PYEONGCHANG: Dozens of Russians implicated in doping lost a last-minute court bid to take part in the Pyeongchang Winter Olympics on Friday, prompting relief among rivals but fury in Moscow.
Just hours before the opening ceremony, the Court of Arbitration for Sport rejected the cases of 47 Russians who wanted to overturn a decision not to invite them to take part.
The court decision was quickly welcomed by the International Olympic Committee, which said it "brings clarity for all athletes", and the World Anti-Doping Agency.
However, the Kremlin expressed regret over the rejection of the late appeal.
"We regret this. We are taking this decision into consideration... and undoubtedly we will continue to help athletes to stand up for their rights," Russian President Vladimir Putin's spokesman Dmitry Peskov told journalists.
Russian Deputy Prime Minister Vitaly Mutko, who is banned by the IOC, railed against the decision and said CAS had come under "pressure" from the International Olympic Committee.
The Russians, including Korean-born star speed skater Victor An, had asked CAS to reverse an IOC decision not to invite them to compete as neutrals.
The Russians also lodged a further case with a Swiss civil court in Lausanne, where the IOC is headquartered, in a final bid to compete in South Korea.
But in a dramatic turnaround, the athletes withdrew that appeal, although the court gave no reason why.
Russia's team is banned after the emergence of systemic drug cheating. But the IOC allowed a large group of Russians deemed clean to take part as "Olympic Athletes from Russia".
The team of Russian athletes stands at 168, the fourth biggest contingent at the Games. Russian competitors marched behind a neutral Olympic flag at Friday's opening ceremony.
A spokesman for the Olympic Athletes from Russia told AFP: "It's a pity the Russian delegation is not bigger."
Russian figure skater Evgenia Tarasova said: "It is sad, of course."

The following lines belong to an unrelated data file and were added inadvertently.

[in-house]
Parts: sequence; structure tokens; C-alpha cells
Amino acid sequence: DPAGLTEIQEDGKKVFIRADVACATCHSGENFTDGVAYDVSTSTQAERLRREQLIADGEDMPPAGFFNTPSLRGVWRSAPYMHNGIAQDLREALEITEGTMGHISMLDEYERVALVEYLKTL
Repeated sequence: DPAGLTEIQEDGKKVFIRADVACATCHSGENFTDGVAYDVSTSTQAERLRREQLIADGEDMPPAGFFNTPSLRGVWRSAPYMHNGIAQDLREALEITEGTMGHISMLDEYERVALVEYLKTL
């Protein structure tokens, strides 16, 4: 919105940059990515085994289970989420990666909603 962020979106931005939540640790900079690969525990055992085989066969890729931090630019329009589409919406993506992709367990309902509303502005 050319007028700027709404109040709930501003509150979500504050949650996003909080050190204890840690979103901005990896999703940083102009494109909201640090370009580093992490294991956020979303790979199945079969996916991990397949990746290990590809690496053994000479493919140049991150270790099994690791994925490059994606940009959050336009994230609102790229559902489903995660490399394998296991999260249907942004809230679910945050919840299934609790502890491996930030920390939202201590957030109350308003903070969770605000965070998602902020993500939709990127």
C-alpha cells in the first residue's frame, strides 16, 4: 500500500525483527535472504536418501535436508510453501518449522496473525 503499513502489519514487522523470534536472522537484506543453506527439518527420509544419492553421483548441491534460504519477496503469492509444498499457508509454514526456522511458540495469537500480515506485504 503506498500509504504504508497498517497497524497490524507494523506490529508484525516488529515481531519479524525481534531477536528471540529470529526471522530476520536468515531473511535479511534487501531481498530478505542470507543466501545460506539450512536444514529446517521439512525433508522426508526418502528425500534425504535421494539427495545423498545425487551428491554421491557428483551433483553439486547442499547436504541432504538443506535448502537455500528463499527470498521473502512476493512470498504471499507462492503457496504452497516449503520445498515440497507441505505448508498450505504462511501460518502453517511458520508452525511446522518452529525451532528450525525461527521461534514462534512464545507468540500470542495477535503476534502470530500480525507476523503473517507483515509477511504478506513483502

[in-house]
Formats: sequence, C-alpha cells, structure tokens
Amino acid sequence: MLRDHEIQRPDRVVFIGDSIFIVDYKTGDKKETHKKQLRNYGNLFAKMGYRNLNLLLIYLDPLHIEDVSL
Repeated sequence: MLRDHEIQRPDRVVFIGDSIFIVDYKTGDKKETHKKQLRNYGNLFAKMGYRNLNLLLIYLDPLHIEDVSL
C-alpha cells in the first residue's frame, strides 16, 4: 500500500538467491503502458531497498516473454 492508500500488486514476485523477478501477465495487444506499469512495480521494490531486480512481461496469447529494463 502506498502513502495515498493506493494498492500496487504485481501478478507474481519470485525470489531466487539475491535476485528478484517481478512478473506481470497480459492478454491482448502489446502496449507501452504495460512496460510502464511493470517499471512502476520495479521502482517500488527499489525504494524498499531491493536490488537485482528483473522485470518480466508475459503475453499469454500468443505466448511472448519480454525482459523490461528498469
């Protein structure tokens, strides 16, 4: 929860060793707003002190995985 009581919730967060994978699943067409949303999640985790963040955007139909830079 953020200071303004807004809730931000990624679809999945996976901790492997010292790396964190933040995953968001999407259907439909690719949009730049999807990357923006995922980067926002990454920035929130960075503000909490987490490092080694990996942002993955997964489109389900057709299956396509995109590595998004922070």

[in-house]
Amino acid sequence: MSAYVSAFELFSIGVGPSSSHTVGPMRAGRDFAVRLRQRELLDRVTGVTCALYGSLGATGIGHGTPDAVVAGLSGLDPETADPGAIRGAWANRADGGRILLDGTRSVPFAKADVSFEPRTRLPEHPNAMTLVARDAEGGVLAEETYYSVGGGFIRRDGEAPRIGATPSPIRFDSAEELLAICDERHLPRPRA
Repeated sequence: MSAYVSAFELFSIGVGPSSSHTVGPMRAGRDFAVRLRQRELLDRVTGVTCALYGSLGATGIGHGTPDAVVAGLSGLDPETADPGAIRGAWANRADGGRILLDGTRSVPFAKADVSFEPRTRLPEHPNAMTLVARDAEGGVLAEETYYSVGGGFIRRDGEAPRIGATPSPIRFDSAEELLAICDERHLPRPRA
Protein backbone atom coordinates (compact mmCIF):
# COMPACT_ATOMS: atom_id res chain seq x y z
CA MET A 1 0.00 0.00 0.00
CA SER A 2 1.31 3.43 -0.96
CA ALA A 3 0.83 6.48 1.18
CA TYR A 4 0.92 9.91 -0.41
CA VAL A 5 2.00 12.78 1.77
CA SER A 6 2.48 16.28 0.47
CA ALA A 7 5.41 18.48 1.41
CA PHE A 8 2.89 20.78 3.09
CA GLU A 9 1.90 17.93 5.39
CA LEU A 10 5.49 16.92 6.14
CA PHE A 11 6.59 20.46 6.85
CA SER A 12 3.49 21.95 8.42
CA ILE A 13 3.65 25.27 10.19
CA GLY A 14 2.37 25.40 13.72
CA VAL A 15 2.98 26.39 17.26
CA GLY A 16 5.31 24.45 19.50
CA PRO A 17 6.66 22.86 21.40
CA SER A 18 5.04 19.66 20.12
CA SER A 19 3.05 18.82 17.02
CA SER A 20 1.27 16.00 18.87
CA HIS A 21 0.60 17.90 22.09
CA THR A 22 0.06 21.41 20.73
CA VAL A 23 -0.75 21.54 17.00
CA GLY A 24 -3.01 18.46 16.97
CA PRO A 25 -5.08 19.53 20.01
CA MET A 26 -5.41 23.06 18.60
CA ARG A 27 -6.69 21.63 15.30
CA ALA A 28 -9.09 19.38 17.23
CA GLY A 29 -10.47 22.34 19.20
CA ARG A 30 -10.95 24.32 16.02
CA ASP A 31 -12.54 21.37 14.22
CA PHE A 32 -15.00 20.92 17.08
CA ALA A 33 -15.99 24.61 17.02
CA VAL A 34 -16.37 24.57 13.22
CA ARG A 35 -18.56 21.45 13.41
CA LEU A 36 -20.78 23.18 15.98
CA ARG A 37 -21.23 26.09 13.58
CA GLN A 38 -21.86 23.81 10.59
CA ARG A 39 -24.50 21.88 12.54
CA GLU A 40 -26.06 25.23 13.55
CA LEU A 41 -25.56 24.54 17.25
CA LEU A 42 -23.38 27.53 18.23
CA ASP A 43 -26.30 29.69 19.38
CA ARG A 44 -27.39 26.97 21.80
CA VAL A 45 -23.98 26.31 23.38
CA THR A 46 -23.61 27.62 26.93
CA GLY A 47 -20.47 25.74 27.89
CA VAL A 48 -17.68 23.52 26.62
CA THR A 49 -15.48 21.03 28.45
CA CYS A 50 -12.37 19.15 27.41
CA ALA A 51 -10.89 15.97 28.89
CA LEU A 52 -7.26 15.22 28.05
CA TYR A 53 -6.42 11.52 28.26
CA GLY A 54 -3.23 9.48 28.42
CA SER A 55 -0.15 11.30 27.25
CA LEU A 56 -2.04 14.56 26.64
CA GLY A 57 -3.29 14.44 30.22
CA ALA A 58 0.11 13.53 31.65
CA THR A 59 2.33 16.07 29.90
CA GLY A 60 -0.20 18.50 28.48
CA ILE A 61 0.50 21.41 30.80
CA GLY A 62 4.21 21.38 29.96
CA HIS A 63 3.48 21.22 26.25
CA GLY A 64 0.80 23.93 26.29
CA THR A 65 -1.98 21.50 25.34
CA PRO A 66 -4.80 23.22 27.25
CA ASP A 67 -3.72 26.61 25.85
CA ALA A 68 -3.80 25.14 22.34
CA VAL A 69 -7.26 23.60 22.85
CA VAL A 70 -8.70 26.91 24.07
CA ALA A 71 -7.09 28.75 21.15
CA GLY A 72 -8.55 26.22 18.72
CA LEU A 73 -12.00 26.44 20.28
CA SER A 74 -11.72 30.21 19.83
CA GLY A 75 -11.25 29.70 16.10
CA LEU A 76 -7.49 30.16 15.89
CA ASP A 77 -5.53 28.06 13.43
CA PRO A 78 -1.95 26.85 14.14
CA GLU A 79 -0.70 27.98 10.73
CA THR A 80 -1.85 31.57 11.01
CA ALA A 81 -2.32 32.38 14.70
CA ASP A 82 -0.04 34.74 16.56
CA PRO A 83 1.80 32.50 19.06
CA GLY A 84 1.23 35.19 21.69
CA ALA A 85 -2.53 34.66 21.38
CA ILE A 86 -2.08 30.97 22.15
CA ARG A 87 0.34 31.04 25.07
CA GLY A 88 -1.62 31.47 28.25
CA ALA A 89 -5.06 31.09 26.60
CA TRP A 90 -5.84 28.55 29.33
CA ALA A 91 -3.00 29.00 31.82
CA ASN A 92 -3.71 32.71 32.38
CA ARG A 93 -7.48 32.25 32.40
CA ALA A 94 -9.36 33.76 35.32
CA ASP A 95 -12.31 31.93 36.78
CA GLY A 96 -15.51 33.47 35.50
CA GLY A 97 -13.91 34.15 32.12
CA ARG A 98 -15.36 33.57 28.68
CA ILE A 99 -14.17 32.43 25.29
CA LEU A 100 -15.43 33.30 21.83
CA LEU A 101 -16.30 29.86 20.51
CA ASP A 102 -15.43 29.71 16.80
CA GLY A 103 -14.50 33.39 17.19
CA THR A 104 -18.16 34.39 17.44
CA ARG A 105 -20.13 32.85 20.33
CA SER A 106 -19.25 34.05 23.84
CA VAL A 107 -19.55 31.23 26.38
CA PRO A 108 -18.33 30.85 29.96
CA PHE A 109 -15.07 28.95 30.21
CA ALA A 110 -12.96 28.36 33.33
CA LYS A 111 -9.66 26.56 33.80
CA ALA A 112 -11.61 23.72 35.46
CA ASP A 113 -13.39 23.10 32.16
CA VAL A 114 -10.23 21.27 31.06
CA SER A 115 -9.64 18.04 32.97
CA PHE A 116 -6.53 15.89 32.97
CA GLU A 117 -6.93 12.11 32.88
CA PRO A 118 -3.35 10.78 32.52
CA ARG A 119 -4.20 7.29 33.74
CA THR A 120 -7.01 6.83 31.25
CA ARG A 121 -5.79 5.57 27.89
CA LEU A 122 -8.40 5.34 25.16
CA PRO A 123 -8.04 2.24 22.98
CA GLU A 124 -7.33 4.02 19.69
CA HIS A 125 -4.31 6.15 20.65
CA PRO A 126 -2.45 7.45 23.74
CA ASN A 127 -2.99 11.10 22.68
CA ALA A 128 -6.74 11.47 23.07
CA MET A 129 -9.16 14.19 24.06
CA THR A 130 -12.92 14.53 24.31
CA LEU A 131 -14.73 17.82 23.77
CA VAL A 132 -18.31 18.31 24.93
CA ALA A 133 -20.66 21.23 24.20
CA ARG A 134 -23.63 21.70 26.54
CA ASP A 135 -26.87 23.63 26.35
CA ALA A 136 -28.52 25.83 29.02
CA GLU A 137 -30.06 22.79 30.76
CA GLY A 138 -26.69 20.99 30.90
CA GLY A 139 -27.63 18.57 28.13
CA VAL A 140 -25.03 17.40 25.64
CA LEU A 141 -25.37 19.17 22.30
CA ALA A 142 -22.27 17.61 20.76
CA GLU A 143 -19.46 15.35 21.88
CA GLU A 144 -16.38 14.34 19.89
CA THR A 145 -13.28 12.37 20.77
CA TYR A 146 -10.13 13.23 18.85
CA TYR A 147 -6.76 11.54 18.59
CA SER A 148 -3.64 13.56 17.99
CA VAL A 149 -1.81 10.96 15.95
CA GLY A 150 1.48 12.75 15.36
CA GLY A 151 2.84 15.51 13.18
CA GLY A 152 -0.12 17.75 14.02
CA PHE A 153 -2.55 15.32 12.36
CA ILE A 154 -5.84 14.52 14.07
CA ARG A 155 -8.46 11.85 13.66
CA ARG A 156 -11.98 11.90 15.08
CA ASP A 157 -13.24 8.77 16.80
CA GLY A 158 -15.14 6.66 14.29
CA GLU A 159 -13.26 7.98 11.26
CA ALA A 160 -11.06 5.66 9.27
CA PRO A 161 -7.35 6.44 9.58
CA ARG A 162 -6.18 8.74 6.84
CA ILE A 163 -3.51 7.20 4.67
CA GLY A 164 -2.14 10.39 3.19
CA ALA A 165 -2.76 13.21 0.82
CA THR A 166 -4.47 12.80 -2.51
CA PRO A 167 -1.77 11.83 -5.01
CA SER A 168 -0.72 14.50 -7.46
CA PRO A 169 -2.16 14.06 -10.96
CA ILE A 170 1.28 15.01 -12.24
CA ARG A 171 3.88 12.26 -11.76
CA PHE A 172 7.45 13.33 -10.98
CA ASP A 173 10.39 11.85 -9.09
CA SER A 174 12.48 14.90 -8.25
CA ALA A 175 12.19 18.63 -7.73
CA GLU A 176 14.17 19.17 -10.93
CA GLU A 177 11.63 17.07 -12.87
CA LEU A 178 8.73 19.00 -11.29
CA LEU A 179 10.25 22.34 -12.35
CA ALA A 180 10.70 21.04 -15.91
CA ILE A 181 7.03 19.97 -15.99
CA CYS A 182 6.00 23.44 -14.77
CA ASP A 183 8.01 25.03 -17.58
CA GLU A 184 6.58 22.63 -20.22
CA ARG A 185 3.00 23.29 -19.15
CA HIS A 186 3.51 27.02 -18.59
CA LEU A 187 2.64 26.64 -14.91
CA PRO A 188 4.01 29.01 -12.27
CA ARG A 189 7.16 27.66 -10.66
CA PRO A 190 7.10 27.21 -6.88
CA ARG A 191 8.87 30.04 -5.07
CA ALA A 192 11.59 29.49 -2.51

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However, the IOC hailed the CAS decision and WADA president Craig Reedie called it "welcome news for WADA... for athletes and all others worldwide that care for clean sport".
The Russian saga has proved highly contentious in the build-up to Pyeongchang. On Thursday, reports emerged of an altercation between a Canadian and a Russian at the athletes' village.
"The athletes are sort of celebrating the decision in a way," said America's Angela Ruggiero, chair of the IOC athletes commission.
"The message we're sending is the decision has been made and you should be satisfied that every athlete, including the Olympic Athletes from Russia, have had to clear the same high hurdle," she added.
Fifteen of the 47 who lost their bids on Friday were among a group of 28 who controversially had life bans from the Olympics overturned last week by CAS.
The other 32, including three-time Games gold medallist An, were also left off the list of Russians invited to Pyeongchang.
Russia's Olympic suspension in December followed the uncovering of a widespread doping conspiracy culminating at the Sochi 2014 Winter Games, where host nation Russia topped the medals table.
Investigations revealed an elaborate plot where tainted Russian urine samples were switched with clean ones using a "mousehole" in the wall of the Sochi anti-doping laboratory.
Russia has denied any government links to the conspiracy. But the IOC has banned the former sports minister Mutko for life.
"It's clearly disappointing we're still talking about this on the eve of the Winter Games," said Hugh Robertson, chairman of the British Olympic Association.
"It's reassuring the IOC's decision has been upheld and we can get on with the Games and forget about doping."
However, Jim Walden, lawyer for Russian whistleblower Grigory Rodchenkov, cautioned that it was only a "small semblance of justice for clean athletes".
"I hope IOC president Thomas Bach is listening. For the sake of the Olympic ideal, he needs to resign," Walden said in a statement.